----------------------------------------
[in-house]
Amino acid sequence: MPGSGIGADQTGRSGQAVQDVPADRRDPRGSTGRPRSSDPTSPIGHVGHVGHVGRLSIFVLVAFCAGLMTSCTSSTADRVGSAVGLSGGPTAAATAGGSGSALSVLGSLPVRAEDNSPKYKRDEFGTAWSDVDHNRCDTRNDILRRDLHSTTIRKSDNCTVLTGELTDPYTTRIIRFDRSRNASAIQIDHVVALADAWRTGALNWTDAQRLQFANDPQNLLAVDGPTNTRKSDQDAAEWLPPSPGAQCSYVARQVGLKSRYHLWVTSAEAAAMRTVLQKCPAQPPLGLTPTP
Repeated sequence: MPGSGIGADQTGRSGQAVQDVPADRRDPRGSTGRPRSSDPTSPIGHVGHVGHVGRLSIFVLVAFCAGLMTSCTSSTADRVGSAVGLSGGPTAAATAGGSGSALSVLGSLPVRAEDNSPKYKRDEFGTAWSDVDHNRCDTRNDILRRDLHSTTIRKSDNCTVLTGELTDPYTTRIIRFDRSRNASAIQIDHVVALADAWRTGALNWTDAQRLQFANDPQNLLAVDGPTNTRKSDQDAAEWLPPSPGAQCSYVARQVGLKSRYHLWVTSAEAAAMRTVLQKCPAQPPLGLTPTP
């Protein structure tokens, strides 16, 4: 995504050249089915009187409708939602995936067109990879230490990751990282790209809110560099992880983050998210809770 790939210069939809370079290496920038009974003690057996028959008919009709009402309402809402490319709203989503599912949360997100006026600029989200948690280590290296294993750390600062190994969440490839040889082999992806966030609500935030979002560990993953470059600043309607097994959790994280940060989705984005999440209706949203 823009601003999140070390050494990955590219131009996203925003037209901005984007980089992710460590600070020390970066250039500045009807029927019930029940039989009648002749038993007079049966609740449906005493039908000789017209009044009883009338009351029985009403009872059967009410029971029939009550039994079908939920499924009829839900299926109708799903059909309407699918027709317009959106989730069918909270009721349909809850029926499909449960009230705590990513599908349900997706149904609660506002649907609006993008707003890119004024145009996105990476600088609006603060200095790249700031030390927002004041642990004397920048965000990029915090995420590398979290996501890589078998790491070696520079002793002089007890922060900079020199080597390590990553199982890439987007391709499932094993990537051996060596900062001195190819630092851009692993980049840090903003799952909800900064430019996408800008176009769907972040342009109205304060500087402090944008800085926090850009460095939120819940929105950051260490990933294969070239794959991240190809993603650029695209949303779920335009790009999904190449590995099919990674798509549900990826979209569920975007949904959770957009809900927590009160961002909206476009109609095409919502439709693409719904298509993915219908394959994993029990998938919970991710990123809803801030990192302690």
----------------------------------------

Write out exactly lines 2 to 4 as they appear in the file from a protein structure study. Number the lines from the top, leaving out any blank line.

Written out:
Amino acid sequence: MPGSGIGADQTGRSGQAVQDVPADRRDPRGSTGRPRSSDPTSPIGHVGHVGHVGRLSIFVLVAFCAGLMTSCTSSTADRVGSAVGLSGGPTAAATAGGSGSALSVLGSLPVRAEDNSPKYKRDEFGTAWSDVDHNRCDTRNDILRRDLHSTTIRKSDNCTVLTGELTDPYTTRIIRFDRSRNASAIQIDHVVALADAWRTGALNWTDAQRLQFANDPQNLLAVDGPTNTRKSDQDAAEWLPPSPGAQCSYVARQVGLKSRYHLWVTSAEAAAMRTVLQKCPAQPPLGLTPTP
Repeated sequence: MPGSGIGADQTGRSGQAVQDVPADRRDPRGSTGRPRSSDPTSPIGHVGHVGHVGRLSIFVLVAFCAGLMTSCTSSTADRVGSAVGLSGGPTAAATAGGSGSALSVLGSLPVRAEDNSPKYKRDEFGTAWSDVDHNRCDTRNDILRRDLHSTTIRKSDNCTVLTGELTDPYTTRIIRFDRSRNASAIQIDHVVALADAWRTGALNWTDAQRLQFANDPQNLLAVDGPTNTRKSDQDAAEWLPPSPGAQCSYVARQVGLKSRYHLWVTSAEAAAMRTVLQKCPAQPPLGLTPTP
């Protein structure tokens, strides 16, 4: 995504050249089915009187409708939602995936067109990879230490990751990282790209809110560099992880983050998210809770 790939210069939809370079290496920038009974003690057996028959008919009709009402309402809402490319709203989503599912949360997100006026600029989200948690280590290296294993750390600062190994969440490839040889082999992806966030609500935030979002560990993953470059600043309607097994959790994280940060989705984005999440209706949203 823009601003999140070390050494990955590219131009996203925003037209901005984007980089992710460590600070020390970066250039500045009807029927019930029940039989009648002749038993007079049966609740449906005493039908000789017209009044009883009338009351029985009403009872059967009410029971029939009550039994079908939920499924009829839900299926109708799903059909309407699918027709317009959106989730069918909270009721349909809850029926499909449960009230705590990513599908349900997706149904609660506002649907609006993008707003890119004024145009996105990476600088609006603060200095790249700031030390927002004041642990004397920048965000990029915090995420590398979290996501890589078998790491070696520079002793002089007890922060900079020199080597390590990553199982890439987007391709499932094993990537051996060596900062001195190819630092851009692993980049840090903003799952909800900064430019996408800008176009769907972040342009109205304060500087402090944008800085926090850009460095939120819940929105950051260490990933294969070239794959991240190809993603650029695209949303779920335009790009999904190449590995099919990674798509549900990826979209569920975007949904959770957009809900927590009160961002909206476009109609095409919502439709693409719904298509993915219908394959994993029990998938919970991710990123809803801030990192302690």